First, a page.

claims that KAR and the VA agreed to additional amounts of asphalt and labor, but KAR has
refused to pay for these additional amounts under the altered subcontract. Id. Asphalt alleges
that it billed KAR $118,274.05, which KAR has refused to pay. Id. As a result, Asphalt sued
KAR and Great American for breach of contract, breach of payment bond pursuant to the Miller
Act, quantum meruit, and violation of the Prompt Payment Act. Id. KAR and Great American
moved to dismiss the complaint. ECF No. 8.
Standard of Review
To overcome a motion to dismiss under Rule 12(b)(6), a complaint must be plausible.
Bell Atlantic Corp. v. Twombly, 550 U.S. 544, 546 (2007). This standard requires a plaintiff to set
forth the “grounds” for an “entitle[ment] to relief” that is more than mere “labels and conclusions,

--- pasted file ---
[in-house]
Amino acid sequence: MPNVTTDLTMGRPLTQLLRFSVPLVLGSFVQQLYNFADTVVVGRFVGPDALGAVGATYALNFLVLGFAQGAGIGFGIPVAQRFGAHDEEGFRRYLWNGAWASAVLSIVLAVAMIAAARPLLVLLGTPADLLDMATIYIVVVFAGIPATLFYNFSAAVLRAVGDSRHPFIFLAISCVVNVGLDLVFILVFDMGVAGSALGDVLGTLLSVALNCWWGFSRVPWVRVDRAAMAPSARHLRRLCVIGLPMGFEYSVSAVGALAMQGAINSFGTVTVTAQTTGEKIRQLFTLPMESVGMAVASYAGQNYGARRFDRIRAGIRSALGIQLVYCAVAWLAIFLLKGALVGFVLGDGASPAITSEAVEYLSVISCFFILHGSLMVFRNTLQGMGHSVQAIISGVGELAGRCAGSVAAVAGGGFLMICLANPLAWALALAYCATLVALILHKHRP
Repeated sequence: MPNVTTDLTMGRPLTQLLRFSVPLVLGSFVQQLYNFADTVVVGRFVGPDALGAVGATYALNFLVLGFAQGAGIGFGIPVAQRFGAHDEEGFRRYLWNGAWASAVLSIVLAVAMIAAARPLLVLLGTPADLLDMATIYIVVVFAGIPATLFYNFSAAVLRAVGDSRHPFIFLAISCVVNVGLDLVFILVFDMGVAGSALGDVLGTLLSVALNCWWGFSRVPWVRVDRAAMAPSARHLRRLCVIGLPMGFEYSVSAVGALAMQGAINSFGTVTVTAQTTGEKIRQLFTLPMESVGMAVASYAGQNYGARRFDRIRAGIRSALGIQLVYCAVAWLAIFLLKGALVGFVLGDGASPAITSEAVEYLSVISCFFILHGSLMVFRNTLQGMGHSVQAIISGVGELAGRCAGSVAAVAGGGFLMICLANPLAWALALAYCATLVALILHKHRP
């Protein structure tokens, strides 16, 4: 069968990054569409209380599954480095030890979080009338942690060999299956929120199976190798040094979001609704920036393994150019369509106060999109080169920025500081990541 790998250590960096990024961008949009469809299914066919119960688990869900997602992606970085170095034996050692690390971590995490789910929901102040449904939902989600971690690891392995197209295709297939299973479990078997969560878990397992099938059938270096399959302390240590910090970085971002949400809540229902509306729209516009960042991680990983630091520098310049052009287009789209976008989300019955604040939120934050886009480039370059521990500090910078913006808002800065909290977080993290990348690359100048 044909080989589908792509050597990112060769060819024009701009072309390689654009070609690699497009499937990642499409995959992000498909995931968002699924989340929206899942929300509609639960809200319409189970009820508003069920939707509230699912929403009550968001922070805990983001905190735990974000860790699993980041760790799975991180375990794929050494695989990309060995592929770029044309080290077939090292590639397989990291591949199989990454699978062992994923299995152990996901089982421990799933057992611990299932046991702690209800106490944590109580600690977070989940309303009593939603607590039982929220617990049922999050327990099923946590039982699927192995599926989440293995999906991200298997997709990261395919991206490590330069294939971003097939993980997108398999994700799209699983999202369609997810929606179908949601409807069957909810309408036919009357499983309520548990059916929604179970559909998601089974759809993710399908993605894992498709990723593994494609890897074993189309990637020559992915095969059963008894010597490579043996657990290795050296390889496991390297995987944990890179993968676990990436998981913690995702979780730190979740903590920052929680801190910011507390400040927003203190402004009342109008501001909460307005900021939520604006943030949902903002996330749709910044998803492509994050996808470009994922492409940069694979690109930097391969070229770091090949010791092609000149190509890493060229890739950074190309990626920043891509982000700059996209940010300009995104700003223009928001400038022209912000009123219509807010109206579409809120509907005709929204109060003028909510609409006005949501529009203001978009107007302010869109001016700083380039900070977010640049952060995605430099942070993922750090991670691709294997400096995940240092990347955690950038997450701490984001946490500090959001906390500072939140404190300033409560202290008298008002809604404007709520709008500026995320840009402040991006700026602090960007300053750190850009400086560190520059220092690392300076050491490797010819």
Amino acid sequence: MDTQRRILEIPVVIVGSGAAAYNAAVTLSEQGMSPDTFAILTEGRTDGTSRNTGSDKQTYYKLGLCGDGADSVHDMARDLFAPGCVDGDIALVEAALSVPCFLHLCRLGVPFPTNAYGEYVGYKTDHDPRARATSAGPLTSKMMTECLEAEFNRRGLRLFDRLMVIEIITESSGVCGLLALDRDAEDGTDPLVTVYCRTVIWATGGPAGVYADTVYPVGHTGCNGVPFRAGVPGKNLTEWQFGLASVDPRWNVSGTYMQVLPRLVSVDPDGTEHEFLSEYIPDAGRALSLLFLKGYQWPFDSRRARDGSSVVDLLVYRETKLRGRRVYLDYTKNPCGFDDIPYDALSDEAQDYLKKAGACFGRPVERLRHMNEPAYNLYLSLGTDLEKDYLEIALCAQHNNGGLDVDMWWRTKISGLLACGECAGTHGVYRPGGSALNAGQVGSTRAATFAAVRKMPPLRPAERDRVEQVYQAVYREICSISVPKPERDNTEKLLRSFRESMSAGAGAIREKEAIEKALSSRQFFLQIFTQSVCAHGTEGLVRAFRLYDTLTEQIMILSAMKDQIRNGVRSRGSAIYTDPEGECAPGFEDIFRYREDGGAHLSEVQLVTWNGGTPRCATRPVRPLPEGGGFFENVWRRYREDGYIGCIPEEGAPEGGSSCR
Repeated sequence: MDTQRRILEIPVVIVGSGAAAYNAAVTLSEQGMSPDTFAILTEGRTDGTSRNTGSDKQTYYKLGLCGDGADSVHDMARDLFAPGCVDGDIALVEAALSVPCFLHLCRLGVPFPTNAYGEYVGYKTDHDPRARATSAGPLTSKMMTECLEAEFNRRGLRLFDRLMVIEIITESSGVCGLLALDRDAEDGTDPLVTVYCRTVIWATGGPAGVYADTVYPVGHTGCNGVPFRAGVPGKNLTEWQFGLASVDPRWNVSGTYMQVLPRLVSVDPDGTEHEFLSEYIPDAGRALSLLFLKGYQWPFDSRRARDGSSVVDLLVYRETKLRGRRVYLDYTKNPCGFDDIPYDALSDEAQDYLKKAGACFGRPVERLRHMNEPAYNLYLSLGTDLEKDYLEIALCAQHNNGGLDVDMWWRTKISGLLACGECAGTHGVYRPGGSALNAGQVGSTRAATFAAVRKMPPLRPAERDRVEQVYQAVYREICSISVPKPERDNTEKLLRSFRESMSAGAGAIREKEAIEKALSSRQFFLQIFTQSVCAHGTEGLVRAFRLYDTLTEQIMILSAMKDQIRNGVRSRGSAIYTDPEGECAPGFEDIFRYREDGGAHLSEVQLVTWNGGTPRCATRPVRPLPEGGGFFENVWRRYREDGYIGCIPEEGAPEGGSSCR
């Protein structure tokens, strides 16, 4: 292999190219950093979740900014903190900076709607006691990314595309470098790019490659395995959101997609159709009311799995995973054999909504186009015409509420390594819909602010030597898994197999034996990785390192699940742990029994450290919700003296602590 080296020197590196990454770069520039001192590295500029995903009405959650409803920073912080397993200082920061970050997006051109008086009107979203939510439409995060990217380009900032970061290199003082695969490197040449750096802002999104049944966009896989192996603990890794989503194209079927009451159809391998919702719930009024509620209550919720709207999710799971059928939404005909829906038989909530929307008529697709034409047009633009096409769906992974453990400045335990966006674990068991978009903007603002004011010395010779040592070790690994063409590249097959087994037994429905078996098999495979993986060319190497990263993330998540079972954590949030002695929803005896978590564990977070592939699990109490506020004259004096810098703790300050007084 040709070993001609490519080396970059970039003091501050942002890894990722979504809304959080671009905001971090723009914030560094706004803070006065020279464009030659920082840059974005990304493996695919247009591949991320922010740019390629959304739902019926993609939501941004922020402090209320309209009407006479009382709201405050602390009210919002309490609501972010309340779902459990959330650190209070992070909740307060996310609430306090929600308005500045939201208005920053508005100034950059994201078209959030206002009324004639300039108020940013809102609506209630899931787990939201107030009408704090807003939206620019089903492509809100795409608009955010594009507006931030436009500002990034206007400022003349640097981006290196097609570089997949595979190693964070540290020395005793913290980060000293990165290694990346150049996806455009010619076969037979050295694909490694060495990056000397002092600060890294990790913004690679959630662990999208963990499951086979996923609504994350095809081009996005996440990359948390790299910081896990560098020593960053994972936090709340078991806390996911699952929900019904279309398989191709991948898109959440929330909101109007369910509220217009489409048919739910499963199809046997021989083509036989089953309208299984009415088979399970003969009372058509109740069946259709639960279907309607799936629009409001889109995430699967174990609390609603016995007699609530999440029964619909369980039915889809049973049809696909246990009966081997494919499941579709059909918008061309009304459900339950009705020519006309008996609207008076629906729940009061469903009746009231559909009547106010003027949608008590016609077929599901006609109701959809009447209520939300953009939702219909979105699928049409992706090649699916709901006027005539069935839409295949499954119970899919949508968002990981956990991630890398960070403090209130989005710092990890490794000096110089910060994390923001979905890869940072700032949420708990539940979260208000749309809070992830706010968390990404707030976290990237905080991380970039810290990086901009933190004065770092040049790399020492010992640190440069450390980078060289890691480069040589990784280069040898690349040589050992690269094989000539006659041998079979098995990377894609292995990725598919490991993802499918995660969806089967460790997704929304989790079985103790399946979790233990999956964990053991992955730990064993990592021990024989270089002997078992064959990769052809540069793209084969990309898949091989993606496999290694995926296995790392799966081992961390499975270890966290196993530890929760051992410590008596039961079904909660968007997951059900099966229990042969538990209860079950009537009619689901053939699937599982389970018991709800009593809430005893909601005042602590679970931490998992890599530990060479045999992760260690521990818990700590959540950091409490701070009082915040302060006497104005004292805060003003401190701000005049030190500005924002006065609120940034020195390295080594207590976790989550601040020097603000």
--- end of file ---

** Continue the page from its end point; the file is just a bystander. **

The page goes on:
and a formulaic recitation of the elements of a cause of action will not do.” Id. at 555 (internal
quotation marks and citations omitted). To survive a motion to dismiss, a complaint must contain
“sufficient factual matter, accepted as true, to ‘state a claim to relief that is plausible on its face.’”
Ashcroft v. Iqbal, 556 U.S. 662, 678 (2009) (quoting Twombly, 550 U.S. at 570).
plausibility exists when a claim contains “factual content that allows the court to draw the
reasonable inference that the defendant is liable for the misconduct alleged.” Id. (citation
Accepting the factual allegations in the complaint as true (even when doubtful), the
allegations “must be enough to raise a right to relief above the speculative level . . . .” Id.
(citations omitted). If the allegations in the complaint, assuming their truth, do “not raise a claim
of entitlement to relief, this basic deficiency should . . . be exposed at the point of minimum
expenditure of time and money by the parties and the court.” Id. at 558 (internal quotation marks